Skybridges are often objects of fascination and, sometimes, reinvention. The latest example comes from St. Paul, Minnesota, where the city’s famous skyway system just inaugurated its first-ever public art installation.
Speaking of Home, created by artist and designer Nancy Ann Coyne, invites a photographic and narrative exploration of the region’s vibrant immigrant community. Family photos shared by over 50 immigrants in the area now take center stage on four glass-and-steel pedestrian bridges, covering 600 feet in total.
These larger-than-life black-and-white images are printed semi-transparent, so they’re visible for both pedestrians crossing the bridges and street-level commuters traveling through the downtown commercial district.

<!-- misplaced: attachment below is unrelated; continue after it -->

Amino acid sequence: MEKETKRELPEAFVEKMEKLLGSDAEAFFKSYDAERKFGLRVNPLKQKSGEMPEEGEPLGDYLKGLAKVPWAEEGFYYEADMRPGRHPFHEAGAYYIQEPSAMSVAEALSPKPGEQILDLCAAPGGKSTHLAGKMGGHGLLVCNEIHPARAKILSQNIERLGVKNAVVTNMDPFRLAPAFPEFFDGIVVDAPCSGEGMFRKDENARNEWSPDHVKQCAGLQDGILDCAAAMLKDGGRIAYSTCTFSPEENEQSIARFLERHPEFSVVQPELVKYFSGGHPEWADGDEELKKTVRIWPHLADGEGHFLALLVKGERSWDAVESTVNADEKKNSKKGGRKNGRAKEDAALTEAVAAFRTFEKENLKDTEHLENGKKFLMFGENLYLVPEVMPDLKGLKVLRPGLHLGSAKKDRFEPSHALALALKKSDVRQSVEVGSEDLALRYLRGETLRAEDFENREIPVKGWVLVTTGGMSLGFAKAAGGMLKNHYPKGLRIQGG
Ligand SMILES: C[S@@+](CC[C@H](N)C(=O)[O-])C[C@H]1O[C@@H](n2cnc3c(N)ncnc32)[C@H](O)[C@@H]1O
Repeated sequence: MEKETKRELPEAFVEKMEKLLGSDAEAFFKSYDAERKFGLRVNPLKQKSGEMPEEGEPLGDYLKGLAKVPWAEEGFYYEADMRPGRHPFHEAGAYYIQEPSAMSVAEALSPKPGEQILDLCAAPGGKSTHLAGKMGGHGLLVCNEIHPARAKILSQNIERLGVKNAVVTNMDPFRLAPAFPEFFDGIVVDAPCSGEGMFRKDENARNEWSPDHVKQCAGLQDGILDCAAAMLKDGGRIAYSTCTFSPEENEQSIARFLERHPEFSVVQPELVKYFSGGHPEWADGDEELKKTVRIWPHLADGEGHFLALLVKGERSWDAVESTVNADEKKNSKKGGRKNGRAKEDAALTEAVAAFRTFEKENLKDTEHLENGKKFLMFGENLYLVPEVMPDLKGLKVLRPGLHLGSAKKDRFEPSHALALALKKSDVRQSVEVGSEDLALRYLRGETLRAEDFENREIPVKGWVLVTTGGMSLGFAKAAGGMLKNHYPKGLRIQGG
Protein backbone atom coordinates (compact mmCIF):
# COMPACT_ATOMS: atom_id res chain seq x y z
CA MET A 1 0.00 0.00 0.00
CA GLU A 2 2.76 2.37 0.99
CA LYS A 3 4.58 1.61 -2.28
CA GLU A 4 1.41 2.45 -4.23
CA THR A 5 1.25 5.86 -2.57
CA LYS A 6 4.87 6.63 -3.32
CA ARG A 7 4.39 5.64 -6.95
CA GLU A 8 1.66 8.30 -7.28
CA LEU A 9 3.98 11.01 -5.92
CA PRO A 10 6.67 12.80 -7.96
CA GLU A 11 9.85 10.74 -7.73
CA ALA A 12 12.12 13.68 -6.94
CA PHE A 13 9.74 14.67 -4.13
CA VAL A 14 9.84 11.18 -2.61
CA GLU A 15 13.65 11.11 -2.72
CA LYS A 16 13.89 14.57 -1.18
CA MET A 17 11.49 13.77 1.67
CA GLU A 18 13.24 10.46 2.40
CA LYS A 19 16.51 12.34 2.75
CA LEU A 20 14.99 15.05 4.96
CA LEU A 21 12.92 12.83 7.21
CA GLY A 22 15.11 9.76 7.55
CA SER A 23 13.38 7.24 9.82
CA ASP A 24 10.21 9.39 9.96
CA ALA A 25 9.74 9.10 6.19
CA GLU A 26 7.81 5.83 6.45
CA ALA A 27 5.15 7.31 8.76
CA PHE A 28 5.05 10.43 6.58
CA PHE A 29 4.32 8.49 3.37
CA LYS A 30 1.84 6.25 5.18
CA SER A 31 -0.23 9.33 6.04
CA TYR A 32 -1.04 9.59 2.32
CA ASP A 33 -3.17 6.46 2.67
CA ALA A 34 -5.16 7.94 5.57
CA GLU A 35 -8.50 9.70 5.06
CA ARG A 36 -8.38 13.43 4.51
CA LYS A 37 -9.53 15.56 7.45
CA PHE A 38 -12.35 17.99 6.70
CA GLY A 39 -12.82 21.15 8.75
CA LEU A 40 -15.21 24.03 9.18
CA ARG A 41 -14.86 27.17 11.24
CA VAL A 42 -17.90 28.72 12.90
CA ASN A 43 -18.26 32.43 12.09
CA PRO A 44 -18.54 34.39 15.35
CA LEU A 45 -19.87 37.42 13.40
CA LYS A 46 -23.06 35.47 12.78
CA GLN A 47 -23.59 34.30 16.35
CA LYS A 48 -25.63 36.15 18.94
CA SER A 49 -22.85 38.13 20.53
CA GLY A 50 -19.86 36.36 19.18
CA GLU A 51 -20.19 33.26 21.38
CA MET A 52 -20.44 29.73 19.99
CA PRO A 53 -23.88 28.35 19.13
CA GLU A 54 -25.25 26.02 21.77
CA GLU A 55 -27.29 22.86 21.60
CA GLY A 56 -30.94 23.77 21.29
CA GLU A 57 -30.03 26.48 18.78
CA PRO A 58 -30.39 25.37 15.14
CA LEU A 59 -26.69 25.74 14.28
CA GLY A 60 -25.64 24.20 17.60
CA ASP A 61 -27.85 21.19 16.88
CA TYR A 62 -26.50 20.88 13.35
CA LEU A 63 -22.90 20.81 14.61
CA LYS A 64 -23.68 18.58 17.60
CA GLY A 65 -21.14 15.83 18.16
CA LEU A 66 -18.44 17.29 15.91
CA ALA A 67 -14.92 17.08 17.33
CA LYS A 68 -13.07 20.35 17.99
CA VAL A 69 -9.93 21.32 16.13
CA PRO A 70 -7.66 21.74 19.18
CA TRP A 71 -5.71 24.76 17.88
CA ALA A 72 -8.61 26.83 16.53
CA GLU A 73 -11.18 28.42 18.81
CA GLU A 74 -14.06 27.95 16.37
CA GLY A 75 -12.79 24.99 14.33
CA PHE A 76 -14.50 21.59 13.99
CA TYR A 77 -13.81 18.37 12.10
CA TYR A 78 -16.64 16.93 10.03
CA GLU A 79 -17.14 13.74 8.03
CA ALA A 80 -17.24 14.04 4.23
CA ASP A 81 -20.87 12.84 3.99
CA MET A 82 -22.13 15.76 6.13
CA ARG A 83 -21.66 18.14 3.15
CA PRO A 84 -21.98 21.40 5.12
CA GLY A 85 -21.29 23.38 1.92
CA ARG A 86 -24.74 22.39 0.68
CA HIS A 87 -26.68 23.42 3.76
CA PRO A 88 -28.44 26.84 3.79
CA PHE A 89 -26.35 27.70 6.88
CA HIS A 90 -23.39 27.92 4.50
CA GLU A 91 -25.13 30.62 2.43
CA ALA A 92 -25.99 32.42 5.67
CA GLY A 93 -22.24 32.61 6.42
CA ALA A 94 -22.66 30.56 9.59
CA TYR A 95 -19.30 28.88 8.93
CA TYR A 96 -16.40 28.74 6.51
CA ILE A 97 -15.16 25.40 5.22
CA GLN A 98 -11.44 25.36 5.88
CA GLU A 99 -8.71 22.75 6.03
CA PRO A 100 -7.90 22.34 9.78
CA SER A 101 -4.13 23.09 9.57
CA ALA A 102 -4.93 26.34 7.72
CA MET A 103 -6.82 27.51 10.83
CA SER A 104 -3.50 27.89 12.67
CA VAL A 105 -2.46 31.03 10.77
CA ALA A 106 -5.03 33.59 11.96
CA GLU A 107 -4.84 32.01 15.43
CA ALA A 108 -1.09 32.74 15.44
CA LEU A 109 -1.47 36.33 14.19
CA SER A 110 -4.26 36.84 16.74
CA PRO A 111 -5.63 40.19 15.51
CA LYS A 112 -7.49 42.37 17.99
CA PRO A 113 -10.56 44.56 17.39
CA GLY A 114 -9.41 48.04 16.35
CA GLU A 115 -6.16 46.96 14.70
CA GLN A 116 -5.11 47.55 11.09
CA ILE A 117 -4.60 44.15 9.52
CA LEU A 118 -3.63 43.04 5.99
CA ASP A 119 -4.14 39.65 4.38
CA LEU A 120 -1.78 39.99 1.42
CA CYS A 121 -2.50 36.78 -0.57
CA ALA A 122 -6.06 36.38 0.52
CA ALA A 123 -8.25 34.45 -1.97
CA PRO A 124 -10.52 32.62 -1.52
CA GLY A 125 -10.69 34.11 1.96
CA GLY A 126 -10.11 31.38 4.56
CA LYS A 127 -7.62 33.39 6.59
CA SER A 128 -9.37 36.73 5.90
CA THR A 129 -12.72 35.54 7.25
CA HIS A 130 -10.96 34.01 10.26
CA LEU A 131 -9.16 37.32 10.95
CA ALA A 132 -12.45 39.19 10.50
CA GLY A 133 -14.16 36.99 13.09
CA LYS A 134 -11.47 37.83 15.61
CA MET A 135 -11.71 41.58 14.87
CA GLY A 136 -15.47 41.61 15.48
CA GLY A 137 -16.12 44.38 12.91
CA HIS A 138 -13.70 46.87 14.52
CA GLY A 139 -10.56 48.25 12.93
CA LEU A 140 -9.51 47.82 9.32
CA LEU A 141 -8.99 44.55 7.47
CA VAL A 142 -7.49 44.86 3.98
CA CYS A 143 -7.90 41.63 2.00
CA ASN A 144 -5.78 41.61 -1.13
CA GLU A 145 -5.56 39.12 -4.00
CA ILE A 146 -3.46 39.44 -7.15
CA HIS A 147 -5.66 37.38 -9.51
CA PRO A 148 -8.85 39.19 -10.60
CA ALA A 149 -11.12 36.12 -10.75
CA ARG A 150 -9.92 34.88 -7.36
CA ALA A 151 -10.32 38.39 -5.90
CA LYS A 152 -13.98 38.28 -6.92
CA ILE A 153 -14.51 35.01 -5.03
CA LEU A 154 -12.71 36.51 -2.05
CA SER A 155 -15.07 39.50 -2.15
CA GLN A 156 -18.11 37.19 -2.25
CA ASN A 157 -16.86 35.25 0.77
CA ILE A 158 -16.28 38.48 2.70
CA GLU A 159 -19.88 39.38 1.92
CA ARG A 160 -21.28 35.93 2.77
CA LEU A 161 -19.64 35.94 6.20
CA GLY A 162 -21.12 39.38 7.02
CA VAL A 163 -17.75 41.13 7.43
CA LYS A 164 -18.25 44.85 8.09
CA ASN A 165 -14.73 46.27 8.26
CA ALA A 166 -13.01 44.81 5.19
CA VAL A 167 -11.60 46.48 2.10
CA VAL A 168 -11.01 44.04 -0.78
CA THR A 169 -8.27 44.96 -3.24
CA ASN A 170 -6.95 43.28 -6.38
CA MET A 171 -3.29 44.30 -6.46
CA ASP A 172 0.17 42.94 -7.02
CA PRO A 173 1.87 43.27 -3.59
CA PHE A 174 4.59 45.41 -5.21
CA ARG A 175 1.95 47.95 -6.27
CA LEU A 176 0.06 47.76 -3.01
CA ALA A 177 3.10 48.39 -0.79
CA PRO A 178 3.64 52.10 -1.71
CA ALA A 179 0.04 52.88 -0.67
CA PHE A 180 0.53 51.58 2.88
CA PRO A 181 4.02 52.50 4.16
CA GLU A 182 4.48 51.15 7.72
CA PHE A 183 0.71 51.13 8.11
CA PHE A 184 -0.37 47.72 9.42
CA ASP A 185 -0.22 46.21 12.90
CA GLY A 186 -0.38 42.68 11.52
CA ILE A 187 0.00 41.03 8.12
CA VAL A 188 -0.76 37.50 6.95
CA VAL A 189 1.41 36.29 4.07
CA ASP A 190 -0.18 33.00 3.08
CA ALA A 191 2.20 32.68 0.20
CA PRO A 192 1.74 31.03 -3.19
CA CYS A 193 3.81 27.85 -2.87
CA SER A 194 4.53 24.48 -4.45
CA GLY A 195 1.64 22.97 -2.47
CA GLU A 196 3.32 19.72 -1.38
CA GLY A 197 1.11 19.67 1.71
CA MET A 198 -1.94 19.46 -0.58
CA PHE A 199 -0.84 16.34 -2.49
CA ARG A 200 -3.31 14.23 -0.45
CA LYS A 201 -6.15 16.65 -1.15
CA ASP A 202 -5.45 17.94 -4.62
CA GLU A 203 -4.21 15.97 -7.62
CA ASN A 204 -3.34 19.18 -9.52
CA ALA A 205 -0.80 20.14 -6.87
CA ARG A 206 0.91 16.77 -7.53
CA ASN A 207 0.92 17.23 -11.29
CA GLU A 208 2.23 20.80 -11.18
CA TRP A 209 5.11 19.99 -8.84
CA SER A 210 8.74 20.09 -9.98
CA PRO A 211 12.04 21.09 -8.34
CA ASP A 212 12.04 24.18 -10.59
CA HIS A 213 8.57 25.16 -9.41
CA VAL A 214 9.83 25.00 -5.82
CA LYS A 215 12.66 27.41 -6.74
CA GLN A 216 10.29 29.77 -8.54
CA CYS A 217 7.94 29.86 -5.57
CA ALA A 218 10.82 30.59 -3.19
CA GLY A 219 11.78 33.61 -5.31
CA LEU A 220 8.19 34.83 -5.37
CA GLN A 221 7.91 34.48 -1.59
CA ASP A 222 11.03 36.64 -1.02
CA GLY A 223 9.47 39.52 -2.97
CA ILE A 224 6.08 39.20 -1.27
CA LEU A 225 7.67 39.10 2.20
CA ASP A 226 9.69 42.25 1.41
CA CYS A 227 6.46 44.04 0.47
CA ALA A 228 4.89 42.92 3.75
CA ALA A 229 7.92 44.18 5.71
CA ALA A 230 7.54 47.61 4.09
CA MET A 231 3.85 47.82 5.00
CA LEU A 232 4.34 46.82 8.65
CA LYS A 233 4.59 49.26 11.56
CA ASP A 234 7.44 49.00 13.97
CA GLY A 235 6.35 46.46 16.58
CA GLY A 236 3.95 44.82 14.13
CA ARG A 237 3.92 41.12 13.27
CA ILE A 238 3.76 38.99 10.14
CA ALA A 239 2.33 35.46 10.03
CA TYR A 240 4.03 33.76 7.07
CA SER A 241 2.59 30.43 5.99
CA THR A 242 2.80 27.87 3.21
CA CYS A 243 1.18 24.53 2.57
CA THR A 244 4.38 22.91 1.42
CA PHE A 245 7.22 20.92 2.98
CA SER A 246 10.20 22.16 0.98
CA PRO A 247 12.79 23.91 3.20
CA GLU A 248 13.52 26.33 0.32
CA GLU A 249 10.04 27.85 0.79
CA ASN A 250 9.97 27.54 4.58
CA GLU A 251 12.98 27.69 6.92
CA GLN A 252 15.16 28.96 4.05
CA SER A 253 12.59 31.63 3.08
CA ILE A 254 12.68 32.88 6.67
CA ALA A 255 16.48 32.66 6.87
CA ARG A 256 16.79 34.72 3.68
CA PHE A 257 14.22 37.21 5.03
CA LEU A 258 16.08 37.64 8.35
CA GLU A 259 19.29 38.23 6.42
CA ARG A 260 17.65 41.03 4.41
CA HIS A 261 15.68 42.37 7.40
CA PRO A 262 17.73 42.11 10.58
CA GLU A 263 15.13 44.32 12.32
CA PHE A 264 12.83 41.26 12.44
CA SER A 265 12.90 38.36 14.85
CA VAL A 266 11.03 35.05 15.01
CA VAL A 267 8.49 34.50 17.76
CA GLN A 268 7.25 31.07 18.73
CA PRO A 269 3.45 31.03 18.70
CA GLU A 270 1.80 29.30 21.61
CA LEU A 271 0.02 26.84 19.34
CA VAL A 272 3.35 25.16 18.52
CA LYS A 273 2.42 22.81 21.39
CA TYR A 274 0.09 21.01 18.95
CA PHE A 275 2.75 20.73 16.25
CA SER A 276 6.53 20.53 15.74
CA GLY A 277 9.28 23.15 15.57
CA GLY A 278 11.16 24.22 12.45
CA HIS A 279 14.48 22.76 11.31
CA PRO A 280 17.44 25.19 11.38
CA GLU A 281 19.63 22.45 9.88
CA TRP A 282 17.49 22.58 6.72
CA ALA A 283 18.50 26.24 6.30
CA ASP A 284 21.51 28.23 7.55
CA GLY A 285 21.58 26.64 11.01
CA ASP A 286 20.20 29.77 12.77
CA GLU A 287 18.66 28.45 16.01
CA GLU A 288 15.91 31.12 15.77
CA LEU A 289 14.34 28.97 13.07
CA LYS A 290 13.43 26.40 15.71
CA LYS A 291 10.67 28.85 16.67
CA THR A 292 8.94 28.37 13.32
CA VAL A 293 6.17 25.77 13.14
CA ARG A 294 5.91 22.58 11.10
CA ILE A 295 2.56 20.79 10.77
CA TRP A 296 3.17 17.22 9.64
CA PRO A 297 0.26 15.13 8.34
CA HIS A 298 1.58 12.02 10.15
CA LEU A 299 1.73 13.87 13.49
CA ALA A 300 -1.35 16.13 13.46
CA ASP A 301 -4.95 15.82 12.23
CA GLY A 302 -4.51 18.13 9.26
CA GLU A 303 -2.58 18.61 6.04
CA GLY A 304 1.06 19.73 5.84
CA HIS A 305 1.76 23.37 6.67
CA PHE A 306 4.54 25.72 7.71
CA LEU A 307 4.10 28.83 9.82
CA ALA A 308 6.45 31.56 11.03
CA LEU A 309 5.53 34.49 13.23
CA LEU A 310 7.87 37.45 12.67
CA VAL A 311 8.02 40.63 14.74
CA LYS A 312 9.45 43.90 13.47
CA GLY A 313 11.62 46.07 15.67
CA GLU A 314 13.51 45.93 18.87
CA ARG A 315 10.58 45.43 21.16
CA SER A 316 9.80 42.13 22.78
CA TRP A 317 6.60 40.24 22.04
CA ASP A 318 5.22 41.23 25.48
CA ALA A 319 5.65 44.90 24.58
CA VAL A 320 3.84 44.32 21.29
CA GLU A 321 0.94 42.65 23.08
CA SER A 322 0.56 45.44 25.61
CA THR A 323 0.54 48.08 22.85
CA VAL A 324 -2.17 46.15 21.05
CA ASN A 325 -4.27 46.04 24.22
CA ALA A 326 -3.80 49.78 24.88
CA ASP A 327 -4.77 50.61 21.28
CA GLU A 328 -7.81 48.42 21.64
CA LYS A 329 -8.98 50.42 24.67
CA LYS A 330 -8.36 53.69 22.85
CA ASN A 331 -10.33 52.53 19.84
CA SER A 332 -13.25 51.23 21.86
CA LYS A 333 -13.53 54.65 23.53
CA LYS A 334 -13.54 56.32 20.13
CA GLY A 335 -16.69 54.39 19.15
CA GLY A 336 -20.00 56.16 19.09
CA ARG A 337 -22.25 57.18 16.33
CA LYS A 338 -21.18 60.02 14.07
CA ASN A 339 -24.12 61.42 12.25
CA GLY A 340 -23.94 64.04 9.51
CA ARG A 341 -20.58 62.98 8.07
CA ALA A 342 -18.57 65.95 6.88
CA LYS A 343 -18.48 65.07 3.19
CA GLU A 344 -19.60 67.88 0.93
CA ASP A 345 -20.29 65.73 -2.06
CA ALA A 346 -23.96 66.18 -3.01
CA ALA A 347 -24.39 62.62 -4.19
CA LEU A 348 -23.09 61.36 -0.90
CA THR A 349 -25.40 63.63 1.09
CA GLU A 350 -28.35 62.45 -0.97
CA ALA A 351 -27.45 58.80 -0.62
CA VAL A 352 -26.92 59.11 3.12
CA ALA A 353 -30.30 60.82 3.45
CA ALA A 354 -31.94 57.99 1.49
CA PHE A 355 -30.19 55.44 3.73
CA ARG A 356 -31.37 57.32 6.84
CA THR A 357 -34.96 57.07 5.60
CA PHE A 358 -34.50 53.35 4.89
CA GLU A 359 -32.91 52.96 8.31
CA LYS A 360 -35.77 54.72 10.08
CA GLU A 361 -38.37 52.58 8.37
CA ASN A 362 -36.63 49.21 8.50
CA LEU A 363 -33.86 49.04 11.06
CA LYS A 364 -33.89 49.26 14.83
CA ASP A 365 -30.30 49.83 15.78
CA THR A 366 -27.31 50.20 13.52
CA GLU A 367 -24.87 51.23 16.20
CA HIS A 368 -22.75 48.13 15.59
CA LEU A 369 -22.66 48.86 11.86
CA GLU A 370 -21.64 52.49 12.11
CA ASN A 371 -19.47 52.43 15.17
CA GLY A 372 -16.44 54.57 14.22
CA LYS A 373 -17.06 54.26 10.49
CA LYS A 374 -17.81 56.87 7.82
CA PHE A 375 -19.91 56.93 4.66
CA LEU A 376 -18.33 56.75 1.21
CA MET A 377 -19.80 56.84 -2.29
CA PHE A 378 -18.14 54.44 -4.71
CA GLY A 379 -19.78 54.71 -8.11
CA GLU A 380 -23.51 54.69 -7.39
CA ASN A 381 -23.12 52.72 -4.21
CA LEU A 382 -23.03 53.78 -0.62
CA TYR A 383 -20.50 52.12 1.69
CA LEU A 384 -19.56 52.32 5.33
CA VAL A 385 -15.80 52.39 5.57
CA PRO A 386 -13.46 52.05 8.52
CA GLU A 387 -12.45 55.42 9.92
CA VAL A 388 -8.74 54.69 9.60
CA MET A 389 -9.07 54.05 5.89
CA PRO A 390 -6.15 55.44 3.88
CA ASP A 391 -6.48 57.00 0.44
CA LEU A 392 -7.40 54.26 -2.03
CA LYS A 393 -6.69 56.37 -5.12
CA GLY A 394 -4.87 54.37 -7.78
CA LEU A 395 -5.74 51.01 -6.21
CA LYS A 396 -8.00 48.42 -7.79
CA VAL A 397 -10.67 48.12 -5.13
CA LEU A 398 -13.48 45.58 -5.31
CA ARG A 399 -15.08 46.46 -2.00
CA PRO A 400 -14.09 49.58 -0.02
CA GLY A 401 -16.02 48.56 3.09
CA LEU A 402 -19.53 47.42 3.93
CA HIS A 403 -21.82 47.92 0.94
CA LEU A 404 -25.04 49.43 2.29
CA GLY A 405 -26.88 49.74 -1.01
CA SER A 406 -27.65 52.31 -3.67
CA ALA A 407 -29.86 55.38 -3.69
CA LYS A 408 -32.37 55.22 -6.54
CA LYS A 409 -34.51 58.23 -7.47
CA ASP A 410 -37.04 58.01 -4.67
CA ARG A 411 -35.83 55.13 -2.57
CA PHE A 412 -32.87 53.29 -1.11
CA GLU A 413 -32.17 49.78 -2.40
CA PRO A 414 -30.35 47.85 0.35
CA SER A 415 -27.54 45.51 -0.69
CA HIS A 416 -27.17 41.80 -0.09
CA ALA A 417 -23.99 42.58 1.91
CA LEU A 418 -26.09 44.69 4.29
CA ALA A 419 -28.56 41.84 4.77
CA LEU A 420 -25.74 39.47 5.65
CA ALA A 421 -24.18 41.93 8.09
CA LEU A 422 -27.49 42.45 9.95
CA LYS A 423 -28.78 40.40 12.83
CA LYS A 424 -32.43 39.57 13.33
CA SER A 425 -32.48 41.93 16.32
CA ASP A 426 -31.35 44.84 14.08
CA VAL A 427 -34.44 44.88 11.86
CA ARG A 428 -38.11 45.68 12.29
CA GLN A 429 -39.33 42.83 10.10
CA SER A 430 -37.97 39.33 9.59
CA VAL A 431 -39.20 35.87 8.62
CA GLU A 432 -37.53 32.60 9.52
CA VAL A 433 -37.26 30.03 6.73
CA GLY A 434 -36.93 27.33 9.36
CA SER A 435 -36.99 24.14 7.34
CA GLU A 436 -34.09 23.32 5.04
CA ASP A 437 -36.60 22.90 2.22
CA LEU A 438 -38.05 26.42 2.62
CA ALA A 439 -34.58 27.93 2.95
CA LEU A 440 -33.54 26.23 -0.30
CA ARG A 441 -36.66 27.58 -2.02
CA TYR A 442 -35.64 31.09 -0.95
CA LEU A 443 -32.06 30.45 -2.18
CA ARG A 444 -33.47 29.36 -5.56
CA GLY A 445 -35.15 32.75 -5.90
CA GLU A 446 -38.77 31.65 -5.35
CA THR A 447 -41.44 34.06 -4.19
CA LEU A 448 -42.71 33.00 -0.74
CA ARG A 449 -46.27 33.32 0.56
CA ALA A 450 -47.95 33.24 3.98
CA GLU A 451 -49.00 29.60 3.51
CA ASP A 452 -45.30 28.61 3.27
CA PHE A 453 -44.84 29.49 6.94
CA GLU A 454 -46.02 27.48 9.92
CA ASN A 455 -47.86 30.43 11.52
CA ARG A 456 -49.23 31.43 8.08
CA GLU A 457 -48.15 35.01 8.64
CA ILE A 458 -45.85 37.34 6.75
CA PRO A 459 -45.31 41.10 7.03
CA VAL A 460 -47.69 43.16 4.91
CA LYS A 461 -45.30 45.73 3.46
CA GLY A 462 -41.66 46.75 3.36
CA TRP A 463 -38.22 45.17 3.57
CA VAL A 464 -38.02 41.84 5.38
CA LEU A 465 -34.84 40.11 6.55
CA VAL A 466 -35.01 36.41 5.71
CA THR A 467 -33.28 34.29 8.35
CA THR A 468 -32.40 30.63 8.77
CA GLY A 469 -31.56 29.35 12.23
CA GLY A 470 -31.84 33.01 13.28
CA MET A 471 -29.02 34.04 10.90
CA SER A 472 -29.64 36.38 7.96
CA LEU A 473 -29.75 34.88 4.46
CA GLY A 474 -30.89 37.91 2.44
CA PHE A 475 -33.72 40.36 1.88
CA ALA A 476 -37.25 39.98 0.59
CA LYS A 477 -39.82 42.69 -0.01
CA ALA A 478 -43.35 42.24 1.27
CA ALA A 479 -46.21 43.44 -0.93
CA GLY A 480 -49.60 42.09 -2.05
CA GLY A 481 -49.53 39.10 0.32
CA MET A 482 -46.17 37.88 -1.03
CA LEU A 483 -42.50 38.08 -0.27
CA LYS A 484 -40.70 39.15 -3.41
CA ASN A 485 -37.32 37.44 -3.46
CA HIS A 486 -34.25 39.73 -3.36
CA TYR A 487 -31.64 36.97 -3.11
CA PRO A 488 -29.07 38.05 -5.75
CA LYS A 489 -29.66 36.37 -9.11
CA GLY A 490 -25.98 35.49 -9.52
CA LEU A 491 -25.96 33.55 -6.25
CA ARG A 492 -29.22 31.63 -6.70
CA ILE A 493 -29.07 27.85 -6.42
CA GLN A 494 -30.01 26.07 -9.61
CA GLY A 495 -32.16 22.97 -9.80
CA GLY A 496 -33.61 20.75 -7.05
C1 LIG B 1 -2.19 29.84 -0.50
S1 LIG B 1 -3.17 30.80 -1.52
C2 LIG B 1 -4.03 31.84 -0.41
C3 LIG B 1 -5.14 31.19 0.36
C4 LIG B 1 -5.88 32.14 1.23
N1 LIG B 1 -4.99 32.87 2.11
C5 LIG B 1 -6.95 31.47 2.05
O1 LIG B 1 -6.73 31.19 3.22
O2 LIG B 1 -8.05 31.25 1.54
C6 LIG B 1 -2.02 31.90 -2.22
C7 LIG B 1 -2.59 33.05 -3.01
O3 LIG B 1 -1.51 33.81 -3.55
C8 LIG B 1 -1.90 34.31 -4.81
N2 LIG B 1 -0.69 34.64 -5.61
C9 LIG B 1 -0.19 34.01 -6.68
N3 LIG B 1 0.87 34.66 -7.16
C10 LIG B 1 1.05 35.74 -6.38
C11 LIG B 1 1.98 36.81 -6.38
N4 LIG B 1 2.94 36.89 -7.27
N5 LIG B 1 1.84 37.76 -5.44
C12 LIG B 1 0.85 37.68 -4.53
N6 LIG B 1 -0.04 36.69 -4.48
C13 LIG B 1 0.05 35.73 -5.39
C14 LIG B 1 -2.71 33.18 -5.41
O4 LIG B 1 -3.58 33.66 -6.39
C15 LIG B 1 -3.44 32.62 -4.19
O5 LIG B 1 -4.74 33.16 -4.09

“Speaking of Home is designed to invert the divide between the native-born and newcomers, situating immigrants as stationary onlookers as the locals pass by and move through the city,” Coyne states in a press release.
Their stories come alive to some 30,000 people who pass through the skyways daily. There, the enlarged portraits are accompanied by biographies, interview excerpts on why individuals made their journeys, and the lives they’ve made in Minnesota.
The project officially opened on Wednesday, September 27, but getting there has been tricky. Not only do all of the skyways connect private properties (meaning Coyne had to get multiple buy-ins for a permit for the project), but the bridges are also only authorized for carrying foot traffic. To get around that, Coyne worked with the St. Paul City Council to craft a new ordinance that would open the skyways up for Speaking of Home and future art installations.
The project, arriving in time for the 50th anniversary of St. Paul’s skyway system this year, takes on extra resonance in light of ongoing national debates on immigration.
Just last month, French artist JR also commented on the topic with an installation on the U.S.-Mexico border, which, similarly, takes the form of an enlarged black and white photo.
Speaking of Home will be on view until March 8, 2018.